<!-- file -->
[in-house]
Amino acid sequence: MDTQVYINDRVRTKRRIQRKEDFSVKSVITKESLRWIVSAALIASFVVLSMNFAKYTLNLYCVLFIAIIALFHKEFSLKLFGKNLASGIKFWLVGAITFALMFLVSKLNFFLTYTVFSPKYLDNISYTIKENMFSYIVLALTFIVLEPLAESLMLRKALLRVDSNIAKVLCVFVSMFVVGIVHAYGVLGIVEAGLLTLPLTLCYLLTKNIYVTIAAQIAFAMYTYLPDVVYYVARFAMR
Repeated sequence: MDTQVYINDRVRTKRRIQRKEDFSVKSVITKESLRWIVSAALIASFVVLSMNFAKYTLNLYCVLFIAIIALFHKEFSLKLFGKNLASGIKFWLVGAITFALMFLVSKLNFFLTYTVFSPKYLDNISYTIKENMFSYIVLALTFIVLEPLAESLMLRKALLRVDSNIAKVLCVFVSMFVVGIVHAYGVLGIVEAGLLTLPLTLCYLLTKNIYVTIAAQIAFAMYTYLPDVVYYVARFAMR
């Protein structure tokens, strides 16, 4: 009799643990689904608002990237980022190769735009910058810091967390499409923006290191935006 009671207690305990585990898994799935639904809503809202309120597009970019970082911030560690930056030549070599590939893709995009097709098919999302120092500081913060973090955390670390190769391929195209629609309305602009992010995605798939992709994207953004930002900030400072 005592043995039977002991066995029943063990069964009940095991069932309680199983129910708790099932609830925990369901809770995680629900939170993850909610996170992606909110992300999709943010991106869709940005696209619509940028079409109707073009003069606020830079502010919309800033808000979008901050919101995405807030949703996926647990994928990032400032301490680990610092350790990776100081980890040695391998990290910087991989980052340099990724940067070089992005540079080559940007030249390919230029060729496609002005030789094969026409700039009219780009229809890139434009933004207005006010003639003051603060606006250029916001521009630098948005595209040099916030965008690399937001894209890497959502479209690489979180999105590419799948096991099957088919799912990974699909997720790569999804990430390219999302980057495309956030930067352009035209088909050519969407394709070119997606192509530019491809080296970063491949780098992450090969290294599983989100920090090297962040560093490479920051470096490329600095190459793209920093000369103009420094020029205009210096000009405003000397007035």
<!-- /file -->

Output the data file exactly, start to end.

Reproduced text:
[in-house]
Amino acid sequence: MDTQVYINDRVRTKRRIQRKEDFSVKSVITKESLRWIVSAALIASFVVLSMNFAKYTLNLYCVLFIAIIALFHKEFSLKLFGKNLASGIKFWLVGAITFALMFLVSKLNFFLTYTVFSPKYLDNISYTIKENMFSYIVLALTFIVLEPLAESLMLRKALLRVDSNIAKVLCVFVSMFVVGIVHAYGVLGIVEAGLLTLPLTLCYLLTKNIYVTIAAQIAFAMYTYLPDVVYYVARFAMR
Repeated sequence: MDTQVYINDRVRTKRRIQRKEDFSVKSVITKESLRWIVSAALIASFVVLSMNFAKYTLNLYCVLFIAIIALFHKEFSLKLFGKNLASGIKFWLVGAITFALMFLVSKLNFFLTYTVFSPKYLDNISYTIKENMFSYIVLALTFIVLEPLAESLMLRKALLRVDSNIAKVLCVFVSMFVVGIVHAYGVLGIVEAGLLTLPLTLCYLLTKNIYVTIAAQIAFAMYTYLPDVVYYVARFAMR
């Protein structure tokens, strides 16, 4: 009799643990689904608002990237980022190769735009910058810091967390499409923006290191935006 009671207690305990585990898994799935639904809503809202309120597009970019970082911030560690930056030549070599590939893709995009097709098919999302120092500081913060973090955390670390190769391929195209629609309305602009992010995605798939992709994207953004930002900030400072 005592043995039977002991066995029943063990069964009940095991069932309680199983129910708790099932609830925990369901809770995680629900939170993850909610996170992606909110992300999709943010991106869709940005696209619509940028079409109707073009003069606020830079502010919309800033808000979008901050919101995405807030949703996926647990994928990032400032301490680990610092350790990776100081980890040695391998990290910087991989980052340099990724940067070089992005540079080559940007030249390919230029060729496609002005030789094969026409700039009219780009229809890139434009933004207005006010003639003051603060606006250029916001521009630098948005595209040099916030965008690399937001894209890497959502479209690489979180999105590419799948096991099957088919799912990974699909997720790569999804990430390219999302980057495309956030930067352009035209088909050519969407394709070119997606192509530019491809080296970063491949780098992450090969290294599983989100920090090297962040560093490479920051470096490329600095190459793209920093000369103009420094020029205009210096000009405003000397007035």